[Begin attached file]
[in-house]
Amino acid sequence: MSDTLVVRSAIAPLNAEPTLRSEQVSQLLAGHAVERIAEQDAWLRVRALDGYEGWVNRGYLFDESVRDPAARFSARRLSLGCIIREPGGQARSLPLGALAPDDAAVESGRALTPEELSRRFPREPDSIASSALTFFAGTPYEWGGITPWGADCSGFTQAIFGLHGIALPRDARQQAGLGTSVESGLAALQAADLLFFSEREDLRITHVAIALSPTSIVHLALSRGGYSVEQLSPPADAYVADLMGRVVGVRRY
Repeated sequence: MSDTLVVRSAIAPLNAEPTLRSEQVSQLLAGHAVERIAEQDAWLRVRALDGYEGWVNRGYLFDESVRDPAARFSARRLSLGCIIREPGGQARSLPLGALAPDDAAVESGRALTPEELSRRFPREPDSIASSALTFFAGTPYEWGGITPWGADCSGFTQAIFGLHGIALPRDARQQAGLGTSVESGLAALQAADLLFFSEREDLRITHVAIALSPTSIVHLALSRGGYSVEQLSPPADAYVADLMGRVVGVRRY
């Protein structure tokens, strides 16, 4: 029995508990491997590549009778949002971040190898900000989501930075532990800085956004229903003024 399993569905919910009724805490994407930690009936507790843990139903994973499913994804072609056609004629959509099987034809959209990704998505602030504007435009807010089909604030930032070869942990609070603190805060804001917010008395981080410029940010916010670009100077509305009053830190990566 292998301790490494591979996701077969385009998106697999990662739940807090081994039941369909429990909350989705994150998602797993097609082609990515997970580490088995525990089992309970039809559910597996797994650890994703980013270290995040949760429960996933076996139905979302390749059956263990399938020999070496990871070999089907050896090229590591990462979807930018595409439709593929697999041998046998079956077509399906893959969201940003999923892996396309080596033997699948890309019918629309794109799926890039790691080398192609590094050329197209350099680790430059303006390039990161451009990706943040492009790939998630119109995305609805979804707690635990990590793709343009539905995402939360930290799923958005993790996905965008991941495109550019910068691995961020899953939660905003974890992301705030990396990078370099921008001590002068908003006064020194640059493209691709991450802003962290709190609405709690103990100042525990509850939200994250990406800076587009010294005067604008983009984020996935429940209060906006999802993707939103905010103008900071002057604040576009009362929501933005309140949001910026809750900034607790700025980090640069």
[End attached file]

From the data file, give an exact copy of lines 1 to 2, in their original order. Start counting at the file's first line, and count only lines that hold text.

[in-house]
Amino acid sequence: MSDTLVVRSAIAPLNAEPTLRSEQVSQLLAGHAVERIAEQDAWLRVRALDGYEGWVNRGYLFDESVRDPAARFSARRLSLGCIIREPGGQARSLPLGALAPDDAAVESGRALTPEELSRRFPREPDSIASSALTFFAGTPYEWGGITPWGADCSGFTQAIFGLHGIALPRDARQQAGLGTSVESGLAALQAADLLFFSEREDLRITHVAIALSPTSIVHLALSRGGYSVEQLSPPADAYVADLMGRVVGVRRY